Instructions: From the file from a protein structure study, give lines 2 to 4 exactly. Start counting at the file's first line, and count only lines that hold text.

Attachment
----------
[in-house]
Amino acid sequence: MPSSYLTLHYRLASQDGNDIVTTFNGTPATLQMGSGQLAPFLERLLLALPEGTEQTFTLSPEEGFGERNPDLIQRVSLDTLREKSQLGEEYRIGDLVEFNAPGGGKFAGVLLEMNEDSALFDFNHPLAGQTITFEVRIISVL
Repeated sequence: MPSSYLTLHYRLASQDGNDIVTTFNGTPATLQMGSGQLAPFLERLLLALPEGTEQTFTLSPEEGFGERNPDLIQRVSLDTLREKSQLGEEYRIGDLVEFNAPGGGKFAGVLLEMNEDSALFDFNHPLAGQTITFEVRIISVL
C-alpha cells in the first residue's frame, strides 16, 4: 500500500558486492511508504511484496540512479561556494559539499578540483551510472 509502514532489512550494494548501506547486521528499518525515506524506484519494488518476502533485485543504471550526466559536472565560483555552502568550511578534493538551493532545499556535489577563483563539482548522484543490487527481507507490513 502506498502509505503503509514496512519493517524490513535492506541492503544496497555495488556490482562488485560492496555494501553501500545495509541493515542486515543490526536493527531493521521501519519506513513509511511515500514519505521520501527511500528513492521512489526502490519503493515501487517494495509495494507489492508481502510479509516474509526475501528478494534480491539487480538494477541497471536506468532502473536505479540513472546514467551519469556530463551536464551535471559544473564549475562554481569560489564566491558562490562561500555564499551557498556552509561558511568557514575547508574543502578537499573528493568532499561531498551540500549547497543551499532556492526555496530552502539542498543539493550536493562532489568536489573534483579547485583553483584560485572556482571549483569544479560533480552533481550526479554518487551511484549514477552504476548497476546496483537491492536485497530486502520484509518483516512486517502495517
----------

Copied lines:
Amino acid sequence: MPSSYLTLHYRLASQDGNDIVTTFNGTPATLQMGSGQLAPFLERLLLALPEGTEQTFTLSPEEGFGERNPDLIQRVSLDTLREKSQLGEEYRIGDLVEFNAPGGGKFAGVLLEMNEDSALFDFNHPLAGQTITFEVRIISVL
Repeated sequence: MPSSYLTLHYRLASQDGNDIVTTFNGTPATLQMGSGQLAPFLERLLLALPEGTEQTFTLSPEEGFGERNPDLIQRVSLDTLREKSQLGEEYRIGDLVEFNAPGGGKFAGVLLEMNEDSALFDFNHPLAGQTITFEVRIISVL
C-alpha cells in the first residue's frame, strides 16, 4: 500500500558486492511508504511484496540512479561556494559539499578540483551510472 509502514532489512550494494548501506547486521528499518525515506524506484519494488518476502533485485543504471550526466559536472565560483555552502568550511578534493538551493532545499556535489577563483563539482548522484543490487527481507507490513 502506498502509505503503509514496512519493517524490513535492506541492503544496497555495488556490482562488485560492496555494501553501500545495509541493515542486515543490526536493527531493521521501519519506513513509511511515500514519505521520501527511500528513492521512489526502490519503493515501487517494495509495494507489492508481502510479509516474509526475501528478494534480491539487480538494477541497471536506468532502473536505479540513472546514467551519469556530463551536464551535471559544473564549475562554481569560489564566491558562490562561500555564499551557498556552509561558511568557514575547508574543502578537499573528493568532499561531498551540500549547497543551499532556492526555496530552502539542498543539493550536493562532489568536489573534483579547485583553483584560485572556482571549483569544479560533480552533481550526479554518487551511484549514477552504476548497476546496483537491492536485497530486502520484509518483516512486517502495517